The law on drugs
Nick Clegg has promised that the Liberal Democrats will push for the decriminalisation of drugs after this year’s election. Is the era of drugs prohibition coming to an end?
So is the law on drugs changing?
Not yet — or not in Britain, at least. But calls to relax anti-drugs laws are growing. Yesterday, the Liberal Democrat leader Nick Clegg was joined by the billionaire Virgin boss Richard Branson as he pledged to relax the UK’s anti-drugs laws. Clegg believes that drug use should be treated as an issue for the health services rather than the police.
Surely they’re not proposing that we should just legalise everything?
Technically, no: drugs would still be illegal, but possession would cease to be a criminal offence. That might sound like a dangerously radical proposal, but there is actually a very well-known European precedent for the policy, which Clegg and Branson have highlighted as a model.
In Portugal, drugs were decriminalised in 2001. Instead of punishing users with fines or prison sentences, Portuguese courts direct people caught with drugs to ‘dissuasion boards’, where they are classified either as a recreational user or an addict. Recreational users may receive a fine (although not a criminal record), but addicts are never punished: instead they are given extensive medical and social care to help them quit.
And does it work?
Before Portugal introduced the policy, a lot of critics warned that such a liberal drugs policy could lead to an epidemic of addiction. That has not happened. By many measures, in fact, drug use has become less of a problem. Fewer people are thought to be seriously addicted. HIV rates have fallen. And drug-related crime is less common than it was a decade ago.
So drugs aren’t that bad after all?
That’s absolutely the wrong conclusion to draw. Some drugs are more dangerous than others, but all of them, legal or otherwise, carry serious risks. Some, such as cannabis and ecstasy, may damage your mental capacity and increase your risk of mental illness. Others, such as cocaine and heroin, lead to serious dependency. Legal highs may be the most risky of all, since nobody is yet sure of their side effects.
The rationale behind decriminalisation is not to encourage drug use, but to regulate it and create more effective and humane methods of control. ‘In reality it’s far tougher now,’ says one of the people responsible for administering the system in Portugal, referring to police enforcement.
Are you saying people are less likely to take drugs if we stop punishing them for it? That makes no sense.
And yet it is exactly what many experts seriously believe. And Portugal is not the only country that is relaxing its prohibition. Several American states have decriminalised cannabis, while Norway and the Czech Republic have introduced far more liberal laws in recent years.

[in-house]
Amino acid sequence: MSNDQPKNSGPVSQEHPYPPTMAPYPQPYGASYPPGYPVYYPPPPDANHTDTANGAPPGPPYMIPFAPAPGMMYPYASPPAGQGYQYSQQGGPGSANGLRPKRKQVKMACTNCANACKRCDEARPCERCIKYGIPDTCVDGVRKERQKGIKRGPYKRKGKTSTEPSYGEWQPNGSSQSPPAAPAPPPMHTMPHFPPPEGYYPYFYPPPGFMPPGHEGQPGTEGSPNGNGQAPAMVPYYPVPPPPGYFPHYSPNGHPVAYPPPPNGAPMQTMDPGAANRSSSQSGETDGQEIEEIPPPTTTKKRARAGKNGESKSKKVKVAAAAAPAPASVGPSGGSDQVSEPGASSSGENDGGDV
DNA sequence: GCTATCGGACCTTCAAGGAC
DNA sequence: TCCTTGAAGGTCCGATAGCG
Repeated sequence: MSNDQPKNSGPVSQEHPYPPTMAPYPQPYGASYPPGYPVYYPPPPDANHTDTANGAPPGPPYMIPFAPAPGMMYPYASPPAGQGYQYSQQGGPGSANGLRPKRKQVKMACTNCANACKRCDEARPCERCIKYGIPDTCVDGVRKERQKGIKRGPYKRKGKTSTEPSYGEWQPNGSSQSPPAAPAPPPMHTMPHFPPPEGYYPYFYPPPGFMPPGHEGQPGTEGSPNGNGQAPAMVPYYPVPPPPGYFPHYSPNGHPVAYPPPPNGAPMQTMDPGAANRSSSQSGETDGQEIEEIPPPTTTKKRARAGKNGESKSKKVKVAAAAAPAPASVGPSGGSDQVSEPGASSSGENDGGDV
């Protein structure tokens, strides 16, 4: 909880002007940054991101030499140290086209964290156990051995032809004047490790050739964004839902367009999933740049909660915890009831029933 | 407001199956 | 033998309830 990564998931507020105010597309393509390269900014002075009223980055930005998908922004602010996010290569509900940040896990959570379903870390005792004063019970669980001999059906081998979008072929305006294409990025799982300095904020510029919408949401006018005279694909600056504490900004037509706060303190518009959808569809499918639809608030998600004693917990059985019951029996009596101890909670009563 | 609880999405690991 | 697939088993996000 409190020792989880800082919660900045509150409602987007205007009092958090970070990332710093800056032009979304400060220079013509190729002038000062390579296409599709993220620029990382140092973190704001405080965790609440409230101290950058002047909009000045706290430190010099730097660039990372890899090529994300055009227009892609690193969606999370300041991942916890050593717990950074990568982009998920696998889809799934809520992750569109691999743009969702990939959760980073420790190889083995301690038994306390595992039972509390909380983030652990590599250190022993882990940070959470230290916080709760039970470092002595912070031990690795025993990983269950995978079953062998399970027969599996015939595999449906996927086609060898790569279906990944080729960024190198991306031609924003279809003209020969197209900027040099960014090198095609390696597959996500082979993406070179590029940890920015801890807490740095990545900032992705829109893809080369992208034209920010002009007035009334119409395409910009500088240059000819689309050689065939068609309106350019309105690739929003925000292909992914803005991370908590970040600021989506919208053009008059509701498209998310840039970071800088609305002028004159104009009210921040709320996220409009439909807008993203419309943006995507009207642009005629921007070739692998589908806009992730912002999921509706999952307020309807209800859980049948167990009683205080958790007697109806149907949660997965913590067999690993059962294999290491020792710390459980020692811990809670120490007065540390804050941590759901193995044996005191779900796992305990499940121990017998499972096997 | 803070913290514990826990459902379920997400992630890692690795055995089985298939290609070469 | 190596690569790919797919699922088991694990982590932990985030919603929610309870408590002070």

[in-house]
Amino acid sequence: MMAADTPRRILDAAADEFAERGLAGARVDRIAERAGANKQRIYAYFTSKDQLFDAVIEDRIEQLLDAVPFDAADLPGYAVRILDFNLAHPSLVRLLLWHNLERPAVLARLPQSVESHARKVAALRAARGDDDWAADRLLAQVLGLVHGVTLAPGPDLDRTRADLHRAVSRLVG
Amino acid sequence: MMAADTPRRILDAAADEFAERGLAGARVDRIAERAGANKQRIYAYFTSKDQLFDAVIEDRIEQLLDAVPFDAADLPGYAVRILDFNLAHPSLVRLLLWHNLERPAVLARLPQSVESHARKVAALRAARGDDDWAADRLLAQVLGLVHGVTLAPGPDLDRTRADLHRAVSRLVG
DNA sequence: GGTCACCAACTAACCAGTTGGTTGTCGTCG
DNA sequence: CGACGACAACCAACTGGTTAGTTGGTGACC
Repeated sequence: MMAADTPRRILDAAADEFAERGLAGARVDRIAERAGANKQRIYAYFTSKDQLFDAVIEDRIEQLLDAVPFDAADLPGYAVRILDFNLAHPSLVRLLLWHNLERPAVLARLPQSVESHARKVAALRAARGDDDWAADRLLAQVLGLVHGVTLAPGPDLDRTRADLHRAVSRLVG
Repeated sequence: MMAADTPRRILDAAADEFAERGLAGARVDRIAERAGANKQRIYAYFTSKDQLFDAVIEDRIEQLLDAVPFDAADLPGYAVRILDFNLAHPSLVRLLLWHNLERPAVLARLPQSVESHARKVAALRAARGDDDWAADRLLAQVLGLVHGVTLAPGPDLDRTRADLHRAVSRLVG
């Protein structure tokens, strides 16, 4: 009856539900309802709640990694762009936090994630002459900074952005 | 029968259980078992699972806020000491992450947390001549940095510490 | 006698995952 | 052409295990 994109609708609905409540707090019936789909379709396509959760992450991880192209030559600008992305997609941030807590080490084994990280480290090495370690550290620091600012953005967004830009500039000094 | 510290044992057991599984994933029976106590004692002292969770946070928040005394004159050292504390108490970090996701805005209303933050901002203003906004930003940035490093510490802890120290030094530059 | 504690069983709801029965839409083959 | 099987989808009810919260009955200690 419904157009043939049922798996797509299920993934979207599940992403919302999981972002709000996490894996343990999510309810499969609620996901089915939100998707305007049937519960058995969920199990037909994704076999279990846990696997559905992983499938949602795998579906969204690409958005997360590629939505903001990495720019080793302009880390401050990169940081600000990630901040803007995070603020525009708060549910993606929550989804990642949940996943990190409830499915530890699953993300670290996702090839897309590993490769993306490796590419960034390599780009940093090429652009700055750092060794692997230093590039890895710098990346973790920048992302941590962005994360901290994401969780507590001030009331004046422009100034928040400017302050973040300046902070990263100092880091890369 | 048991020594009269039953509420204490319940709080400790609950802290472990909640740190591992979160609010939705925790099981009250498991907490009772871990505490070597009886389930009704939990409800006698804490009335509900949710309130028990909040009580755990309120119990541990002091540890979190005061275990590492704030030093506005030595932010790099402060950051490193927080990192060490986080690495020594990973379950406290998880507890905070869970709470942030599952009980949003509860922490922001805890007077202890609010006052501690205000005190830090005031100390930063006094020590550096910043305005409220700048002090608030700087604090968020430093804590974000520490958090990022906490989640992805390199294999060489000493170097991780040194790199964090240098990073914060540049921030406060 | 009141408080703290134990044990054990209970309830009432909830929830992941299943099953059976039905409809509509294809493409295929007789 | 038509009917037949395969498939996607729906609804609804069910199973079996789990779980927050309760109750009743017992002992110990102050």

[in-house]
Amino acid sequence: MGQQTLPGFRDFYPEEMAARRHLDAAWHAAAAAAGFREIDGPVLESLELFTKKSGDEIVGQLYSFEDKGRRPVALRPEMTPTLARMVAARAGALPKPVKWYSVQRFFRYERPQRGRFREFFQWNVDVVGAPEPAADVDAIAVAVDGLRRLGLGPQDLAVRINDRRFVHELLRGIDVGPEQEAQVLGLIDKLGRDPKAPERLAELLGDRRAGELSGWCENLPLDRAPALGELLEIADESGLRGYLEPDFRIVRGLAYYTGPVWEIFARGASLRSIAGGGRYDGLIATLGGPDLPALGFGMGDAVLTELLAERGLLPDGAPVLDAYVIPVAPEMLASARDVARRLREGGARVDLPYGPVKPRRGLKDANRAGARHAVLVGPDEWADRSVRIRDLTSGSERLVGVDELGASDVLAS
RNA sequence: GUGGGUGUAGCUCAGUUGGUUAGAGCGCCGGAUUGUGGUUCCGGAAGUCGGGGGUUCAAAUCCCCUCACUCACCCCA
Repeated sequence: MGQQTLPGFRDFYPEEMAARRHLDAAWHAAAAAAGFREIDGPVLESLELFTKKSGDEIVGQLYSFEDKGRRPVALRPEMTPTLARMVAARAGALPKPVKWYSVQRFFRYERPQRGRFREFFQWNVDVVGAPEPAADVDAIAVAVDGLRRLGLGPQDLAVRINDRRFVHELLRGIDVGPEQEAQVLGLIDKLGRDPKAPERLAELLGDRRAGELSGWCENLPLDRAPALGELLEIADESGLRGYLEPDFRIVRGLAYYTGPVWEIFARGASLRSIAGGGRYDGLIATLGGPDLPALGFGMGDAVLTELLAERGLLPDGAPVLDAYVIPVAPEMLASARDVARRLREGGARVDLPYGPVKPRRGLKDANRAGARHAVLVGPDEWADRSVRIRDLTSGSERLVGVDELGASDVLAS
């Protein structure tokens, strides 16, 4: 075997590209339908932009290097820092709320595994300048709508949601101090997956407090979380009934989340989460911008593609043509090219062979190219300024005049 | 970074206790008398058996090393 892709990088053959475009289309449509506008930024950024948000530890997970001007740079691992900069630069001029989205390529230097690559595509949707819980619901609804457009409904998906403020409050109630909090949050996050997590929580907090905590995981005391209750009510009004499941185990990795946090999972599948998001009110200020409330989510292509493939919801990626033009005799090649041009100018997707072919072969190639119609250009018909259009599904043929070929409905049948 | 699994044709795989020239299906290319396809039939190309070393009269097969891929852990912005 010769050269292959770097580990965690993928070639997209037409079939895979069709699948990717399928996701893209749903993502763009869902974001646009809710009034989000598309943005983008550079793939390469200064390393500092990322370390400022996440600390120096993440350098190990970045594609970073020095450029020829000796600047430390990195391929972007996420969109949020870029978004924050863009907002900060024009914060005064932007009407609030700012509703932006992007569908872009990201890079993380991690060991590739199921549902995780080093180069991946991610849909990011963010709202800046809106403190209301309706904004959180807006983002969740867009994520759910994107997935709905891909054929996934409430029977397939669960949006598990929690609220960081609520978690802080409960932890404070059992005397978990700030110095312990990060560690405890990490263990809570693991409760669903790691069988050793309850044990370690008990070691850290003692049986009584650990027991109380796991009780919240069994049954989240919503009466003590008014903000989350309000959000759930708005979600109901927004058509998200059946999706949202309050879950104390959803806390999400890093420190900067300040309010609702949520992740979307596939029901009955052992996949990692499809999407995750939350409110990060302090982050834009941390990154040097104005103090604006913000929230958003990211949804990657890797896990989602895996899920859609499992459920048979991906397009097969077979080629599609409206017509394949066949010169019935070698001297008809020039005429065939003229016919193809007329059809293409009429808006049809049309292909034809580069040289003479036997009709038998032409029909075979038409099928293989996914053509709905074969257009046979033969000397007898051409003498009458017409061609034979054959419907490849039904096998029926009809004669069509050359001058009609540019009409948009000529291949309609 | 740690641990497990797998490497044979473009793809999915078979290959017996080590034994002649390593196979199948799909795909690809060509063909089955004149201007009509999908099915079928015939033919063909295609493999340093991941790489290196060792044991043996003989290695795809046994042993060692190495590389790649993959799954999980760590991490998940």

So is the war on drugs coming to an end?
Perhaps. But not everybody is convinced. Critics of decriminalisation point out that although drug use has fallen in Portugal, it has also decreased in countries like Britain, where no such liberalisation has occurred. And Portugal is not a simple success story: while it has blunted some of the worst side effects of drug abuse, some worry that it has also normalised addiction.
What's the alternative?
Redoubling efforts to crack down on the drugs trade at every level, in the conviction that it is possible to end widespread drug abuse once and for all. Pope Francis recently came out against legalisation in his native South America, calling it ‘a veiled means of surrendering to the problem’. This encapsulates what many opponents of legalisation feel: that decriminalising drugs means admitting defeat and abandoning those whose lives they destroy.
- Should using drugs be a criminal offence?
- Pick a drug (legal or illegal) and produce a brief fact file on it, including at least three risks.
- HIV, the virus that causes AIDS, is passed on when people share bodily fluids. This puts people who inject drugs at particular risk, since a shared needle can pass on residues of blood. In Portugal, however, addicts are given free needles to reduce the risk of disease.
- One of the main arguments for decriminalising drugs is that the illegal drugs trade fuels organised crime on a massive scale. The value of drugs traded each year far exceeds £200bn, and drug wars in Mexico have killed 100,000 people since 2006.
- Legal highs
- The fact that a substance is legal does not imply it is safe for consumption — only that it has been synthesised too recently for laws to be passed.
- American states
- Cannabis has been fully legalised in four US states — Colorado, Oregon Alaska and Washington — and partially legalised in several more. But it is still forbidden under federal law, which makes it difficult to buy and sell freely.